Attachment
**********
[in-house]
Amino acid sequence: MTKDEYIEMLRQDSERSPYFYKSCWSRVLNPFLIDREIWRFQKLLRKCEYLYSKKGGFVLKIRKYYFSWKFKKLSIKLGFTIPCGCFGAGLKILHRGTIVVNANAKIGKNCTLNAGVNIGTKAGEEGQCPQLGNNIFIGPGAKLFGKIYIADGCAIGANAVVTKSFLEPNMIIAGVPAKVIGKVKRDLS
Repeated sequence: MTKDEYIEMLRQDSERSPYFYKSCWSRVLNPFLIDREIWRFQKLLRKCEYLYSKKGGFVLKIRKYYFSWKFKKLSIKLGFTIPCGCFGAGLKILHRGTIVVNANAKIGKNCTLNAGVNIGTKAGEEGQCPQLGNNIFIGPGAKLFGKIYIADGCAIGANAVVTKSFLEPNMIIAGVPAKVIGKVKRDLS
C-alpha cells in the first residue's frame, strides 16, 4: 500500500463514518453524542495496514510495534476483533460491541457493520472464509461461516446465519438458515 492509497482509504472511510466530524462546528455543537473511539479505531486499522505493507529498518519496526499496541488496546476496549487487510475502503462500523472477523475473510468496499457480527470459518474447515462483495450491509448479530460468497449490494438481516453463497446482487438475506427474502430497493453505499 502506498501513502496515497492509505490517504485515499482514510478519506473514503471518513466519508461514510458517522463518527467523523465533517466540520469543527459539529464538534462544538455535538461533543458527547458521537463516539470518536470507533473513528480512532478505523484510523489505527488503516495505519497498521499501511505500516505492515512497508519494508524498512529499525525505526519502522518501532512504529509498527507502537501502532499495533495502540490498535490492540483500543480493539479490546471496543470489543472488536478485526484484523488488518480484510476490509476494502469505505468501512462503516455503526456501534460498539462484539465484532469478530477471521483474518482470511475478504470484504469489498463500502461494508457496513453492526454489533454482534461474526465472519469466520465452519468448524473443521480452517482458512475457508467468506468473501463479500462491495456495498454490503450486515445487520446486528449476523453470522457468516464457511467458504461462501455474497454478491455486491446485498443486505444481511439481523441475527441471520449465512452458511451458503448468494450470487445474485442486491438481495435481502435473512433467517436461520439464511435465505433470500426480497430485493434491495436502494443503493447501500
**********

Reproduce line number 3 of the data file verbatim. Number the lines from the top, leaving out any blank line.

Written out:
Repeated sequence: MTKDEYIEMLRQDSERSPYFYKSCWSRVLNPFLIDREIWRFQKLLRKCEYLYSKKGGFVLKIRKYYFSWKFKKLSIKLGFTIPCGCFGAGLKILHRGTIVVNANAKIGKNCTLNAGVNIGTKAGEEGQCPQLGNNIFIGPGAKLFGKIYIADGCAIGANAVVTKSFLEPNMIIAGVPAKVIGKVKRDLS